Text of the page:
Armstrong Teasdale made it on the legal lions list this week after an appeals court wiped out a $110 million talc verdict against client Johnson & Johnson, while DLA Piper ended up among the legal lambs after its client, the Woodbridge Group's former CEO, was sentenced to 25 years in prison for a Ponzi scheme.
A Fifth Circuit nominee under fire from social conservatives saw his Senate Judiciary Committee vote unexpectedly postponed Thursday, suggesting the current Mississippi federal district judge still faces a tough road to confirmation.
Long seen as the jurist who "saved corporate law," former Delaware Chancellor William T. Allen, who died this week, was remembered and lauded by the business legal community for a string of rulings that offered needed guidance for the disordered, contentious mergers and acquisitions of the late 1980s and the '90s.
Senators confirmed four trial court nominees with bipartisan support on Wednesday, approving President Donald Trump's picks for federal district courts in New York, Texas, Virginia and West Virginia.
Genesco Inc. has hired as its general counsel a senior vice president for Nissan, the footwear retailer announced Tuesday.
U.S. law firms have long touted their commitment to diversity and inclusion. But those goals still seem far from being realized. Law360’s annual Diversity Snapshot indicates only marginal progress on racial and ethnic diversity in the attorney workforce from year to year, even as demands grow from clients expecting more diverse legal teams.
Our annual survey of the largest U.S. law firms again shines a light on the lack of parity for female attorneys in private practice. Though women now make up more than half of law school students, the Glass Ceiling Report shows they continue to be underrepresented at all levels of a typical law firm and that their numbers dwindle as they move up the ranks.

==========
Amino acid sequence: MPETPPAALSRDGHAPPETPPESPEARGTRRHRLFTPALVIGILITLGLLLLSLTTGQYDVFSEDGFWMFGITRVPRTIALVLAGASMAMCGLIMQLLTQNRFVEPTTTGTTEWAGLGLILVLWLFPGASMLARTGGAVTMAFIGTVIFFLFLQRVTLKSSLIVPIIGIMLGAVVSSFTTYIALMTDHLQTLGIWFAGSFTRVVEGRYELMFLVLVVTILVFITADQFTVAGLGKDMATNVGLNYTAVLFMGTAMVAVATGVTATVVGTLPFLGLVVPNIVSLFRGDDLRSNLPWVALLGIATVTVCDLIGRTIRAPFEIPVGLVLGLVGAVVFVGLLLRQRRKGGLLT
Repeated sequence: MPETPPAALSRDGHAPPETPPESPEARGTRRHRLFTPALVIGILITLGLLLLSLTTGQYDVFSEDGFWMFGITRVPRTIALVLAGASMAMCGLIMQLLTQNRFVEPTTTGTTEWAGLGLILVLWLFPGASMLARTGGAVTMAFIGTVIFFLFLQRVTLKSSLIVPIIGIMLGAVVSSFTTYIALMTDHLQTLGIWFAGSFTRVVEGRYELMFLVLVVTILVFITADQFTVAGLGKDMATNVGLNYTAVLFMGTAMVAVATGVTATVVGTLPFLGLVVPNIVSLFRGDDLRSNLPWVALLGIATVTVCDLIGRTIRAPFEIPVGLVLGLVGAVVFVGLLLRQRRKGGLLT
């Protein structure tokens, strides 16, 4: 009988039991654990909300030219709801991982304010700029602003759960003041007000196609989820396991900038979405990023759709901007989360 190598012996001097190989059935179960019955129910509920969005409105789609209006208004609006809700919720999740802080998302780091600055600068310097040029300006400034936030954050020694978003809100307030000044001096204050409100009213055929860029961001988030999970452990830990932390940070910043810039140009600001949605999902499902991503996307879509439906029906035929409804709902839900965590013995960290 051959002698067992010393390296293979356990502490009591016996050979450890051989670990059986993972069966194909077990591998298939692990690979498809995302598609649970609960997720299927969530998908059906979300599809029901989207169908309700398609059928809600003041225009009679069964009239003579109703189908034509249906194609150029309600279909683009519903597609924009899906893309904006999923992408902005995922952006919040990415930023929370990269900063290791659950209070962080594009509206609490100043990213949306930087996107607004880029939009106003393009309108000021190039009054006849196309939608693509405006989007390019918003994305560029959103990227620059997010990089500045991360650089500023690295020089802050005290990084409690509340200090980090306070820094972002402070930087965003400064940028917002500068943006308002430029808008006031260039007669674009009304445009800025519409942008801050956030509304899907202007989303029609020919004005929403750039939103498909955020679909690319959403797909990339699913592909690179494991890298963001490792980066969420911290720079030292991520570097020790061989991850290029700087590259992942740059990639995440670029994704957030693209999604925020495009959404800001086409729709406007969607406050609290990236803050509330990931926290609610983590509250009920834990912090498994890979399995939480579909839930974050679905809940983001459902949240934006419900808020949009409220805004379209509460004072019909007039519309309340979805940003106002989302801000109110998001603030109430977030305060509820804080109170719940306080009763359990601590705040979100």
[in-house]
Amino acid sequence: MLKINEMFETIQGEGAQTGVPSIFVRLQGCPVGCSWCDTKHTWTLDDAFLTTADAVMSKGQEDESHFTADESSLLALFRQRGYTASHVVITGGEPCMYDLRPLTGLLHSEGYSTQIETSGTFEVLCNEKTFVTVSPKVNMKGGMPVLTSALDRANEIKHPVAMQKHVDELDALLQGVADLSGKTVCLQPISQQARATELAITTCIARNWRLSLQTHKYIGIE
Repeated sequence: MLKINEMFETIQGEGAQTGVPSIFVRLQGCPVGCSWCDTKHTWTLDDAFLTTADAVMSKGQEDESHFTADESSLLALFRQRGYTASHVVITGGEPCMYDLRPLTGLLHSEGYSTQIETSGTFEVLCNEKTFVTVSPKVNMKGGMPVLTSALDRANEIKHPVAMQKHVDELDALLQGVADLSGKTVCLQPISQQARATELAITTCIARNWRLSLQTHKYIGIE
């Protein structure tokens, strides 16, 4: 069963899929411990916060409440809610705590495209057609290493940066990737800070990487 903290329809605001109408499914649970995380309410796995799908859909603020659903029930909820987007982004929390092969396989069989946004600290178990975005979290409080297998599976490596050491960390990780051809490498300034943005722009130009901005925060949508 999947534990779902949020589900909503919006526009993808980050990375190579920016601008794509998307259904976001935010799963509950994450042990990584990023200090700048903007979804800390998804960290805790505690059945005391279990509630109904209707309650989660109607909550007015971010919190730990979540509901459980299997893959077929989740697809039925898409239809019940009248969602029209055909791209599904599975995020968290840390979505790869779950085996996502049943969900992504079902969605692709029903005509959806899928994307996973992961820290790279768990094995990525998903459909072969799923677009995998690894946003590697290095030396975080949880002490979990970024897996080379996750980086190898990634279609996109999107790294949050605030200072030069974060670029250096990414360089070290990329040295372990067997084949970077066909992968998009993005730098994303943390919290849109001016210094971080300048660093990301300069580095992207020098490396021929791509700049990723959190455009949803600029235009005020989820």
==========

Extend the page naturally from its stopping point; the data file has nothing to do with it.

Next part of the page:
Kirkland & Ellis LLP has redefined what it means to be the biggest of BigLaw — weighing in at 2,116 attorneys by year end 2018 and becoming the first firm since Law360 began tracking law firm head counts to top 2,000 U.S.-based attorneys.
Based on an analysis adjusting BigLaw operating income and revenue to account for equity partners and taxes, the profitability of firms is lower than commonly thought, says Madhav Srinivasan at Hunton.
As shown by recent case law, including a New Jersey federal court holding last month in Valsartan Products Liability Litigation, there is no "shifting tide" in favor of disclosing litigation funding arrangements, say Matthew Harrison and Stephanie Southwick of Bentham IMF.
While artificial intelligence has already revolutionized the e-discovery field, the development of emotionally intelligent AI promises to explore data in an even more nuanced and human way, thereby further reducing the burden on legal teams, say Lisa Prowse and Brian Schrader at e-discovery services provider BIA.